(Poem #1077) The Plea of the Simla Dancers
Too late, alas! the song To remedy the wrong; -- The rooms are taken from us, swept and garnished for their fate. But these tear-besprinkled pages Shall attest to future ages That we cried against the crime of it -- too late, alas! too late! "What have we ever done to bear this grudge?" Was there no room save only in Benmore For docket, duftar, and for office drudge, That you usurp our smoothest dancing floor? Must babus do their work on polished teak? Are ball-rooms fittest for the ink you spill? Was there no other cheaper house to seek? You might have left them all at Strawberry Hill. We never harmed you! Innocent our guise, Dainty our shining feet, our voices low; And we revolved to divers melodies, And we were happy but a year ago. To-night, the moon that watched our lightsome wiles -- That beamed upon us through the deodars -- Is wan with gazing on official files, And desecrating desks disgust the stars. Nay! by the memory of tuneful nights -- Nay! by the witchery of flying feet -- Nay! by the glamour of foredone delights -- By all things merry, musical, and meet -- By wine that sparkled, and by sparkling eyes -- By wailing waltz -- by reckless gallop's strain -- By dim verandas and by soft replies, Give us our ravished ball-room back again! Or -- hearken to the curse we lay on you! The ghosts of waltzes shall perplex your brain, And murmurs of past merriment pursue Your 'wildered clerks that they indite in vain; And when you count your poor Provincial millions, The only figures that your pen shall frame Shall be the figures of dear, dear cotillions Danced out in tumult long before you came. Yea! "See Saw" shall upset your estimates, "Dream Faces" shall your heavy heads bemuse, Because your hand, unheeding, desecrates Our temple; fit for higher, worthier use. And all the long verandas, eloquent With echoes of a score of Simla years, Shall plague you with unbidden sentiment -- Babbling of kisses, laughter, love, and tears. So shall you mazed amid old memories stand, So shall you toil, and shall accomplish nought, And ever in your ears a phantom Band Shall blare away the staid official thought. Wherefore -- and ere this awful curse he spoken, Cast out your swarthy sacrilegious train, And give -- ere dancing cease and hearts be broken -- Give us our ravished ball-room back again!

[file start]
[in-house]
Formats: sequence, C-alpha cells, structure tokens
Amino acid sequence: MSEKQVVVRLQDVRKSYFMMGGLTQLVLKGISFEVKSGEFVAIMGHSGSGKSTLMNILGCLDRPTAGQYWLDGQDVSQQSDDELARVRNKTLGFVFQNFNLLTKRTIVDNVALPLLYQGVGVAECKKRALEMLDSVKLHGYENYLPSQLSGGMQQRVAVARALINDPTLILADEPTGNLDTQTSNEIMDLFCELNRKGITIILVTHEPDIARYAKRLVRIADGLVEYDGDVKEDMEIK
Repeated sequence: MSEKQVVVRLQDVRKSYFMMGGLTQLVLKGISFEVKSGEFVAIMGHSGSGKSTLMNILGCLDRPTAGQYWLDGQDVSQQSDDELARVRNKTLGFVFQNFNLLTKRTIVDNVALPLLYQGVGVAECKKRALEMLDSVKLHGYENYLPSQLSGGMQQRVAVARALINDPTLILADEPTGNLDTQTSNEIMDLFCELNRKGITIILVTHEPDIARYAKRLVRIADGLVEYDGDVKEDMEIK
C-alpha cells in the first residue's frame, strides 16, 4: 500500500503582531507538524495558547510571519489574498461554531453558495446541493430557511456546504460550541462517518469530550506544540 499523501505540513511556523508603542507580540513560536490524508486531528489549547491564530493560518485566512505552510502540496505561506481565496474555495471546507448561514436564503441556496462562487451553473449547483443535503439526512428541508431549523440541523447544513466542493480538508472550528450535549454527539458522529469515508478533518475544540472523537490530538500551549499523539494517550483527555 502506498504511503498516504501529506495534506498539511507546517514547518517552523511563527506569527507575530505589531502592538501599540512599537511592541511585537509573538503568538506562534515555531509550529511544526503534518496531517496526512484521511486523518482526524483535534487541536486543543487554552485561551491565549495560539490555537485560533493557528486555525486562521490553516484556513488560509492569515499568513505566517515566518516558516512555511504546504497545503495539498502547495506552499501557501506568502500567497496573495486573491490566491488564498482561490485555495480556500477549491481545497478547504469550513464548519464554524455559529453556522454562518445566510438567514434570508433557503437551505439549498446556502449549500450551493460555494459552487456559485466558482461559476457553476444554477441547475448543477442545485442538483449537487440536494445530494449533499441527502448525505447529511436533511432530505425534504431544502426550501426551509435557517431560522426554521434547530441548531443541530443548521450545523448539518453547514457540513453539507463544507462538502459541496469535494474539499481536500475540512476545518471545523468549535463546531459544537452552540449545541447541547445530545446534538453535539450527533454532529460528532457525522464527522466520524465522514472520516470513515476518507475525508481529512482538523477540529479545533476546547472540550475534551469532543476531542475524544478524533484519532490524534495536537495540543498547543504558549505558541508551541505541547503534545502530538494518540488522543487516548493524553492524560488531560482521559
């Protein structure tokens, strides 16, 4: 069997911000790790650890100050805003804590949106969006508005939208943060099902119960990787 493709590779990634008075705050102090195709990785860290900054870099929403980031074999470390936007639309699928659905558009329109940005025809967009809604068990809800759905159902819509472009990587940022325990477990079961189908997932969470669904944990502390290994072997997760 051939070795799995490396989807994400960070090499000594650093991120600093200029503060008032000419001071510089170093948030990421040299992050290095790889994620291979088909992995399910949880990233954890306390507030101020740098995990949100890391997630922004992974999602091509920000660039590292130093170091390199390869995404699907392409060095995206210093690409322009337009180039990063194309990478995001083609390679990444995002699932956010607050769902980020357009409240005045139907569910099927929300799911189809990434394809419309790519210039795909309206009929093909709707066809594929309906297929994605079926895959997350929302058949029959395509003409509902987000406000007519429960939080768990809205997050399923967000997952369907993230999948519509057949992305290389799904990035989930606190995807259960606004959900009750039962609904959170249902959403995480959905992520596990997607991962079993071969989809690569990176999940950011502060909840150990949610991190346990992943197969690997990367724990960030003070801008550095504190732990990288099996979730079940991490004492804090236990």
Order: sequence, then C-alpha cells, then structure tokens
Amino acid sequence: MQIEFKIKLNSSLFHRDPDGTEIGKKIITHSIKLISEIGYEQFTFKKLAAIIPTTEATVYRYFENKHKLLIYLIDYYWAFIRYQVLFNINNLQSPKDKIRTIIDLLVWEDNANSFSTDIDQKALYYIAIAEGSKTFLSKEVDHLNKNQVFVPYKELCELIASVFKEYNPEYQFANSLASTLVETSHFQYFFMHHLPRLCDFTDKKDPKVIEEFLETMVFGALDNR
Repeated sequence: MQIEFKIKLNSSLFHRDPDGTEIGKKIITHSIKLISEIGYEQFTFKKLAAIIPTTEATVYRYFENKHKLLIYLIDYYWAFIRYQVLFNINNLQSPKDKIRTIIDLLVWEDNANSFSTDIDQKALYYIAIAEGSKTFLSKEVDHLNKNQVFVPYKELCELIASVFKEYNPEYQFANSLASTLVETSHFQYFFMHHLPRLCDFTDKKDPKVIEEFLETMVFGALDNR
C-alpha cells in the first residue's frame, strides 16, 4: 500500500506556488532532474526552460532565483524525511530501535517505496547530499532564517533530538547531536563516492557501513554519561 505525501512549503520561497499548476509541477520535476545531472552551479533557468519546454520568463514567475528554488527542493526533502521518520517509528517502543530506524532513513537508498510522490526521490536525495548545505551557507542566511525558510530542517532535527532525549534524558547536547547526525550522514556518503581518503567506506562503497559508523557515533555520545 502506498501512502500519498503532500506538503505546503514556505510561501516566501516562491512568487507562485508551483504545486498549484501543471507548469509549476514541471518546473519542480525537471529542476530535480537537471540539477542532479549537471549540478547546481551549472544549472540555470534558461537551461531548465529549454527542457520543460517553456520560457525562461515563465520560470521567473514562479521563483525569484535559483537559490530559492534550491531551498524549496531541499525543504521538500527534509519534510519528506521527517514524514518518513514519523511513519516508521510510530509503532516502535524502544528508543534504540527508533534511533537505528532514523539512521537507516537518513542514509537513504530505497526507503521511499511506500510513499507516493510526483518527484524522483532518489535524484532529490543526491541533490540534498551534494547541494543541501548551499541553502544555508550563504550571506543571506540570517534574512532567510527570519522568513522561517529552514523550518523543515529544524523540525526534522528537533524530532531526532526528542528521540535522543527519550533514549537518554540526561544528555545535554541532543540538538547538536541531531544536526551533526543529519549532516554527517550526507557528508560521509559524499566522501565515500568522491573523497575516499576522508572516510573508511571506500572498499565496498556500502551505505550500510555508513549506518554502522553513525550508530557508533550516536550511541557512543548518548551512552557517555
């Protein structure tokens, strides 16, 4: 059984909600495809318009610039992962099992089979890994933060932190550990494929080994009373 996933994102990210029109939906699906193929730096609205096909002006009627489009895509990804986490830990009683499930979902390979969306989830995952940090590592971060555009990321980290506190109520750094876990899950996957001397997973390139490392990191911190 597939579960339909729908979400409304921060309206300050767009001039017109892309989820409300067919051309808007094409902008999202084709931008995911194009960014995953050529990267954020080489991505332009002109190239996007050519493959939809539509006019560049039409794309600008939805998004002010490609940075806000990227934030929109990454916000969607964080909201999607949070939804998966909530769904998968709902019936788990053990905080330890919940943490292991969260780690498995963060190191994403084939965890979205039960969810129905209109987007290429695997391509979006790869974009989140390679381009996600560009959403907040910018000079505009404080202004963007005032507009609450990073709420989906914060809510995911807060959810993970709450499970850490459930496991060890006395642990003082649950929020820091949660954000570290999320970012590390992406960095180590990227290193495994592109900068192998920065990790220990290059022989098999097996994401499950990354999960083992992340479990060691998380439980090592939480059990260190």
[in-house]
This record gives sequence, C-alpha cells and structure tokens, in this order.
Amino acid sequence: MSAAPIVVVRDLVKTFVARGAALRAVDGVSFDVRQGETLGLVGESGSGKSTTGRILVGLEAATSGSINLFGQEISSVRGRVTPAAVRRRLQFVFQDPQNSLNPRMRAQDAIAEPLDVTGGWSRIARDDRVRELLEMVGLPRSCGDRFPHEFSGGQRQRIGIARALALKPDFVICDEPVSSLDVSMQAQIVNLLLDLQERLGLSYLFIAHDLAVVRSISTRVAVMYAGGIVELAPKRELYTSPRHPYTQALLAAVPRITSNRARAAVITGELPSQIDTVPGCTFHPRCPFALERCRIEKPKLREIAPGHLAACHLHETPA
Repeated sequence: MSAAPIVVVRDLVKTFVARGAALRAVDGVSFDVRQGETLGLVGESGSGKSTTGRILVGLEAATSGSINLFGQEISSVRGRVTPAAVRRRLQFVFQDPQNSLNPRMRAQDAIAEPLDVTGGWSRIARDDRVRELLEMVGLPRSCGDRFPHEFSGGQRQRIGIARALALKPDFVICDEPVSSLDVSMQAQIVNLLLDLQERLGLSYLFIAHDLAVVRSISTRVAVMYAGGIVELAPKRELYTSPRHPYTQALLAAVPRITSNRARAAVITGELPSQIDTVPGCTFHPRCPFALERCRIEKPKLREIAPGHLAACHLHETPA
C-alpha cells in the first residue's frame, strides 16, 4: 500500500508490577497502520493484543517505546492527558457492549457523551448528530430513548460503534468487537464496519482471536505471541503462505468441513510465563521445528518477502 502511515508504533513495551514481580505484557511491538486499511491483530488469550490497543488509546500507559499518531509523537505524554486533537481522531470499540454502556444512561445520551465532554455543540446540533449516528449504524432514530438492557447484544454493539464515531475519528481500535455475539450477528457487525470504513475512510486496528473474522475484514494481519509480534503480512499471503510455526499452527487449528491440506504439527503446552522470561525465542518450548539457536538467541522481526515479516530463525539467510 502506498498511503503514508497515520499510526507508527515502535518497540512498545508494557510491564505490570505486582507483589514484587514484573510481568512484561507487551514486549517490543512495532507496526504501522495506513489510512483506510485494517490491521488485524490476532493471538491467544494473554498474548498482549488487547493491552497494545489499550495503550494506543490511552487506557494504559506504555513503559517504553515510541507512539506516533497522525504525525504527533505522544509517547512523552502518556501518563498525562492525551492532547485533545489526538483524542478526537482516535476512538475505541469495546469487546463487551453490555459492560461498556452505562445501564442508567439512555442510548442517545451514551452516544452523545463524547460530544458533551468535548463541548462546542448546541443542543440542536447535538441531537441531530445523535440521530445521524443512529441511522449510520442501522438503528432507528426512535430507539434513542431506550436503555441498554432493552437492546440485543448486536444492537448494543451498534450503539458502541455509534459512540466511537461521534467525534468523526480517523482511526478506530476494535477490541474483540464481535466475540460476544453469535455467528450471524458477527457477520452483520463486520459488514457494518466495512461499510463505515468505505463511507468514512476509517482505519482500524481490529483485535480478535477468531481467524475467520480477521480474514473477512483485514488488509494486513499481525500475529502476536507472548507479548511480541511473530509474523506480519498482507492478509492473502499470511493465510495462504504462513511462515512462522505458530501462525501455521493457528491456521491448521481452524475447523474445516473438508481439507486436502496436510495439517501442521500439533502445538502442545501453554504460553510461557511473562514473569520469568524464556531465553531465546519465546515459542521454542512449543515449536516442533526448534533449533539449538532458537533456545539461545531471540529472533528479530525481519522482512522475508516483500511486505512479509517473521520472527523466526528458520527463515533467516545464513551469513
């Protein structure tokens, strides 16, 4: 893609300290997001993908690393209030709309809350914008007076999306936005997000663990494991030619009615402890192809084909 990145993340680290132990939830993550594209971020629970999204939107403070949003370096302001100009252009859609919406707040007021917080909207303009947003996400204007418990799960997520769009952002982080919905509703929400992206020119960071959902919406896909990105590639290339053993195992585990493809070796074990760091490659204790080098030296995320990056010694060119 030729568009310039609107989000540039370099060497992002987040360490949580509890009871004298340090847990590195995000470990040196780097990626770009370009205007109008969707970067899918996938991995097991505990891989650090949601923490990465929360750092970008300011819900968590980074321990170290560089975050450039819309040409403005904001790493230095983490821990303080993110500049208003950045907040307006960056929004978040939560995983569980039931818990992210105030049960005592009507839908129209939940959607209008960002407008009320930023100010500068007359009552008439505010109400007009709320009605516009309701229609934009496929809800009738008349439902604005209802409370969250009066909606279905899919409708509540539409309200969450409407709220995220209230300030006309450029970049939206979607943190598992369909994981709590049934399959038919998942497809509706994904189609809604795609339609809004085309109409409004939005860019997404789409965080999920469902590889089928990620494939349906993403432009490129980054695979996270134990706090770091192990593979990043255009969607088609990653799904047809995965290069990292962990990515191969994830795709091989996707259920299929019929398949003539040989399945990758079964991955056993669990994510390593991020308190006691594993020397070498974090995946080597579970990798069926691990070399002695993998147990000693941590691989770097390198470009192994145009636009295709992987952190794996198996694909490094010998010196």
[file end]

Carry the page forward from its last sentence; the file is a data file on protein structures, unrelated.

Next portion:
Notes: duftar: office babu: clerk (especially one literate in English) Today's poem is pretty enough in a 'minor Kipling' sort of way, but not really all that outstanding - apart, that is, from the opening verse. That verse ranks among my favourite pieces of Kipling - haunting, melodious, and, particularly in the last four lines, capturing an emotion so beautifully and precisely that it quite transcends the poem to which it is attached and achieves that universality that is the mark of a perfectly-phrased idea. The poem itself is, in part, a comment upon the stultifying bureaucracy that, even today, remains one of the more enduring legacies of the British occupation of India. A bit of historical background: Simla was, at the time, the summer capital of British India, and was as such periodically overrun by the machinery of government. Between 1864 and 1939 it was the official 'summer capital' of British India, which raised this small town from the status of a mere pleasure resort to a powerful community from which the government of the Raj was conducted between April and October. -- [broken link] http://www.purabudaya.com/resources/Simla/simla.htm Note, however, that the 'Simla Dancers' in the poem's title do not refer to native Indian dancers displaced by the invading British bureaucrats; rather, Kipling seems to be referring to the demise of a very English ballroom (note the references to cotillions and waltzes, for example). There are other mentions of Benmore in his work, too - for instance, the following from 'The Bisara of Pooree': Pack went to a dance at Benmore - Benmore was Benmore in those days, and not an office but I could not find any other reference to it - does anyone know the actual historical facts involved? Links: Kipling might have been influenced by the following: Ahead, to windward and to lee, The foaming surges roar: "O Holy Virgin ! save us now, And we will sin no more!" "We vow to lead a holy life;" Too late! alas, too late! Their vows and plaints to imaged saints Cannot avert their fate. -- James Kennard Jr., 'Wreck of the "Seguntum". A Ballad.' http://www.seacoastnh.com/shoals/spanishgraves.html#2 and then again, he might not - the phrase is a simple enough one to hit upon. An extremely readable piece on Simla: Simla didn't exist before the British came, and they built the town in their own image, turning their backs on India and trying to imagine they were in Sussex. (When they finally retired to Sussex, many of them spent the rest of their lives wishing they were back in Simla, which is how it goes.) -- [broken link] http://travel.guardian.co.uk/saturdaysection/story/0,8922,528336,00.html -martin